School started here in Georgia this week. Though it’s been more than twenty years since I last sat in a classroom, I still managed to get myself in trouble with a teacher. I learned of the hot water I’m in this afternoon when my irate sister-in-law Gina demanded to know why I’d called her kid’s kindergarten teacher a “prick.”
Incredulously, I asked her: “Why would I call him a prick? I don’t even know the guy.”
Well I asked, and Gina answered with volume. According to her, inquisitive Franco had asked his new teacher, Mr. Peterson, where he was from. Mr. Peterson explained how he’d been born in the Czech Republic in the City of Prague. At that news Franco’s ears perked up. Without missing a beat he blurted: “You’re a real prick, Mr. Peterson.”
Understandably taken aback, the educator asked his youthful student why the lad would think to call him such a name. And that’s when Franco fingered me, telling the man: “My Uncle Richard says you’re a prick.”
For the record, I never called Mr. Peterson a “prick” or any other pejorative term. I will concede, however, that from a certain perspective one might draw such a conclusion.
You see, a couple of weeks ago Sophia agreed to watch Franco at our house for a while. The doorbell rang during his stay and, unbeknownst to me, he hovered at my side when I answered it. To my regret (regret at opening the door that is), our visitor happened to be a jackass who lives down the street. He’d stopped by so he could falsely accuse me – for the hundredth time – of failing to pick up my dog’s poop when we walk.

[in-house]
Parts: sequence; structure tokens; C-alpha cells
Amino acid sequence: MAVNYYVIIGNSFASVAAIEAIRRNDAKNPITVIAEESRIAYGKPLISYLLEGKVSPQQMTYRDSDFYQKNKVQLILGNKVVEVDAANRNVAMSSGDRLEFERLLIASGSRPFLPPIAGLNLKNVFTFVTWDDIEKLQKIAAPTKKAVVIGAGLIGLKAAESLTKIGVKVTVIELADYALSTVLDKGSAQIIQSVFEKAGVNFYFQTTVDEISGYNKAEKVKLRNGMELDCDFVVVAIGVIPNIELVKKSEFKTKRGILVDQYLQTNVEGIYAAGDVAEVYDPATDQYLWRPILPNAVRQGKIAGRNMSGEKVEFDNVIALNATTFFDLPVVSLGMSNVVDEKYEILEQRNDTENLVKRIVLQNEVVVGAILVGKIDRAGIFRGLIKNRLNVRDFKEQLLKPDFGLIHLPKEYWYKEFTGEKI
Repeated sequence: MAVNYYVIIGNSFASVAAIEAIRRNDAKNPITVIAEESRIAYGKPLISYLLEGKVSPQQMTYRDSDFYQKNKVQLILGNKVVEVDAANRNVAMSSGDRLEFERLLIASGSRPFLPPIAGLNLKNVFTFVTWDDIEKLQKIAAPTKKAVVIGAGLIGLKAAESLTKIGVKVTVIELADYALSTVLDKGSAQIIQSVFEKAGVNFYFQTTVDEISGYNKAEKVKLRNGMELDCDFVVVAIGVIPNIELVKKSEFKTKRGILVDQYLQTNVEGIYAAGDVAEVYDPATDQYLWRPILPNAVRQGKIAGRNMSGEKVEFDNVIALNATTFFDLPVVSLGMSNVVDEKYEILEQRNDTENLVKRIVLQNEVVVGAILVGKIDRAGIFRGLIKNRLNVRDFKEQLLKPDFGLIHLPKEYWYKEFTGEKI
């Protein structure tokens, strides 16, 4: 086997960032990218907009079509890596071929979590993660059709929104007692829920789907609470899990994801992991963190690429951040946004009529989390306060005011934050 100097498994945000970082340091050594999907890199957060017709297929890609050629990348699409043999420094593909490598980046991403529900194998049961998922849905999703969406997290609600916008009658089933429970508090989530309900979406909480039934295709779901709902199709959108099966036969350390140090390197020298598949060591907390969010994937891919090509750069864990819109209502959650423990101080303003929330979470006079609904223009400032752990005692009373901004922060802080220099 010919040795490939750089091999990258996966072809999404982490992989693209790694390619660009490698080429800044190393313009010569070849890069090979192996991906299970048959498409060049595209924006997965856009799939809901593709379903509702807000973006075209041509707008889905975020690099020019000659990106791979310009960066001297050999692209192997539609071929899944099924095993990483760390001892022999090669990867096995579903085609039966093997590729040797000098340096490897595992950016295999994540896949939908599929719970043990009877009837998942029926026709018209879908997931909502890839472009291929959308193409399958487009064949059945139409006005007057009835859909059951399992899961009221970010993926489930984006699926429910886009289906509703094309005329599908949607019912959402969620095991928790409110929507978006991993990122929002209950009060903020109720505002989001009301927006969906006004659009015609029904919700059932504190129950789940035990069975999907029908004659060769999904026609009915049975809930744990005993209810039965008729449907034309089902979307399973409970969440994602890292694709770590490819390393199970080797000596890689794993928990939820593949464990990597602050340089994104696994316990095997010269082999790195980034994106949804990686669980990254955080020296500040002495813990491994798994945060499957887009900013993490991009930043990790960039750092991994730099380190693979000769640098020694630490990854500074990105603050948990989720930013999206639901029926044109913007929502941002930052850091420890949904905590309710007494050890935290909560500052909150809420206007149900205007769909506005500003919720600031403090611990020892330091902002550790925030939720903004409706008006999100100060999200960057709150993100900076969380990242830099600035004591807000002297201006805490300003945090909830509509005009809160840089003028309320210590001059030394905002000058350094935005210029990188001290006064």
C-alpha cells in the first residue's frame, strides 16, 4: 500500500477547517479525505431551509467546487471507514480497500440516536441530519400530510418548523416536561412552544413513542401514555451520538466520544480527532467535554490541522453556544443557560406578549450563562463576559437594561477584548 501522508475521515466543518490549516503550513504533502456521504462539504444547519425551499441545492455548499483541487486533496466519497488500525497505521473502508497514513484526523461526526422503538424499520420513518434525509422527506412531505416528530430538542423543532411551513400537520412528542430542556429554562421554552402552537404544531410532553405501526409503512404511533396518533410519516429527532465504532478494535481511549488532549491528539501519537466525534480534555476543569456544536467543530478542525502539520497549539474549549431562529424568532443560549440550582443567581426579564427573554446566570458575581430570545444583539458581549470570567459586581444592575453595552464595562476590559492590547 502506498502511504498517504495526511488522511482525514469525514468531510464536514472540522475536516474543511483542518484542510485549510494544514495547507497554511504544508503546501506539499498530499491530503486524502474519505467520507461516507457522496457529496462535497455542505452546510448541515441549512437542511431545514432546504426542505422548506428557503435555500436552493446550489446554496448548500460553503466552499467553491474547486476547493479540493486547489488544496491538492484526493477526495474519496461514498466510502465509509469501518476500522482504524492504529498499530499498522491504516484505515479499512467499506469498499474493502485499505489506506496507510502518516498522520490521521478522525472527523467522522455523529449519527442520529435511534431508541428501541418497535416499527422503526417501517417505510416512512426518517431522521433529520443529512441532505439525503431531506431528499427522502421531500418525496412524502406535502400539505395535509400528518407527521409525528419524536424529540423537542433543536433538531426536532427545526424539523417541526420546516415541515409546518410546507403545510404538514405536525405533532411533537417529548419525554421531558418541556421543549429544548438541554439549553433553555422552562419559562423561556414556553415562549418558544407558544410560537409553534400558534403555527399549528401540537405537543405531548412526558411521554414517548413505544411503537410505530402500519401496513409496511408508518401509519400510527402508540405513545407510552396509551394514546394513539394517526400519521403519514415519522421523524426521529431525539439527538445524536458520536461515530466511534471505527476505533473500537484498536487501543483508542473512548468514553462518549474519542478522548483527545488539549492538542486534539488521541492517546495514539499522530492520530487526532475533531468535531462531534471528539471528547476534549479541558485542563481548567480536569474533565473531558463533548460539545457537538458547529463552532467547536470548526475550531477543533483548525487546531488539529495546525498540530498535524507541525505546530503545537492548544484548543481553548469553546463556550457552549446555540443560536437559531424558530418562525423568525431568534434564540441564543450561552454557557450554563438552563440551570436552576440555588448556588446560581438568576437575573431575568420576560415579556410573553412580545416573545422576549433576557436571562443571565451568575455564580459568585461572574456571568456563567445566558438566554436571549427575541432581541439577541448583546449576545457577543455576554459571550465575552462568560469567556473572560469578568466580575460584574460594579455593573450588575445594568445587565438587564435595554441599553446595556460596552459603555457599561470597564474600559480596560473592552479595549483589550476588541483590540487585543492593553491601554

As I ushered the jackass off, after yet again proclaiming my innocence, I thought to myself: what a prick!
The next thing I knew, I felt a small hand tugging on my shorts and heard a squeaky voice ask: “Uncle Richard, what’s a prick?”
Once more my annoying habit of unknowingly voicing my innermost thoughts had betrayed me. I realized I’d need to say something to the child. But ever since another sister-in-law had yelled at me for truthfully answering her teenage son’s drug use questions, I also knew I’d have to lie. Thinking quickly, I offered a definition so improbable (I believed) that he’d never have cause to employ it: “Franco, a prick is what you call someone who comes from a place called ‘Prague.’”